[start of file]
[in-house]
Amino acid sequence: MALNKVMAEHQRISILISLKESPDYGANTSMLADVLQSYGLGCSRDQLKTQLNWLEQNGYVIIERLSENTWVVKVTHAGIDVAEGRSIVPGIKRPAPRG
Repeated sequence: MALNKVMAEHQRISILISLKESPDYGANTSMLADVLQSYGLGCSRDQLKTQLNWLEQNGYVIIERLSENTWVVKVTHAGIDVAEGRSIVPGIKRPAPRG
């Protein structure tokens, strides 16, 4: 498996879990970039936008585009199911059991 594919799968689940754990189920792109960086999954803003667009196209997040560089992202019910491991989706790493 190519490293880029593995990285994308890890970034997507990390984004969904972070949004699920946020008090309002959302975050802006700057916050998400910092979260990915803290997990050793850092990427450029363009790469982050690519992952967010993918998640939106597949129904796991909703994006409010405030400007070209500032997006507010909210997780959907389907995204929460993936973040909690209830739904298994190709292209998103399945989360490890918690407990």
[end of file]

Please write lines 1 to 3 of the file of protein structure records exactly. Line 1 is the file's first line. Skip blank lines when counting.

[in-house]
Amino acid sequence: MALNKVMAEHQRISILISLKESPDYGANTSMLADVLQSYGLGCSRDQLKTQLNWLEQNGYVIIERLSENTWVVKVTHAGIDVAEGRSIVPGIKRPAPRG
Repeated sequence: MALNKVMAEHQRISILISLKESPDYGANTSMLADVLQSYGLGCSRDQLKTQLNWLEQNGYVIIERLSENTWVVKVTHAGIDVAEGRSIVPGIKRPAPRG